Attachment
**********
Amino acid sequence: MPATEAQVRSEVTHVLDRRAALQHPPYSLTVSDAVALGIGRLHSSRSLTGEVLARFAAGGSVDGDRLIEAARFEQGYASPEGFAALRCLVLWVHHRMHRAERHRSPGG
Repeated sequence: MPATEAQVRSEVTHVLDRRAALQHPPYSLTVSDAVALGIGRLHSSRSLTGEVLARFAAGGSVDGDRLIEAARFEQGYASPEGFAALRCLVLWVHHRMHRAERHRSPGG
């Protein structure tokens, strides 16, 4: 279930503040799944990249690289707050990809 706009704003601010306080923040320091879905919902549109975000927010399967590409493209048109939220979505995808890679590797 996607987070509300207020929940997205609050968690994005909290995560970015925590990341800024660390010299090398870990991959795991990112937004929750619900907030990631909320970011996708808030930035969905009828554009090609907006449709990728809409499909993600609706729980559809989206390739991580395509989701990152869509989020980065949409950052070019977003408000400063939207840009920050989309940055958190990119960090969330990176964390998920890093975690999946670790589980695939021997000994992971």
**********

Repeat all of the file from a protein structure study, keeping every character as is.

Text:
Amino acid sequence: MPATEAQVRSEVTHVLDRRAALQHPPYSLTVSDAVALGIGRLHSSRSLTGEVLARFAAGGSVDGDRLIEAARFEQGYASPEGFAALRCLVLWVHHRMHRAERHRSPGG
Repeated sequence: MPATEAQVRSEVTHVLDRRAALQHPPYSLTVSDAVALGIGRLHSSRSLTGEVLARFAAGGSVDGDRLIEAARFEQGYASPEGFAALRCLVLWVHHRMHRAERHRSPGG
């Protein structure tokens, strides 16, 4: 279930503040799944990249690289707050990809 706009704003601010306080923040320091879905919902549109975000927010399967590409493209048109939220979505995808890679590797 996607987070509300207020929940997205609050968690994005909290995560970015925590990341800024660390010299090398870990991959795991990112937004929750619900907030990631909320970011996708808030930035969905009828554009090609907006449709990728809409499909993600609706729980559809989206390739991580395509989701990152869509989020980065949409950052070019977003408000400063939207840009920050989309940055958190990119960090969330990176964390998920890093975690999946670790589980695939021997000994992971």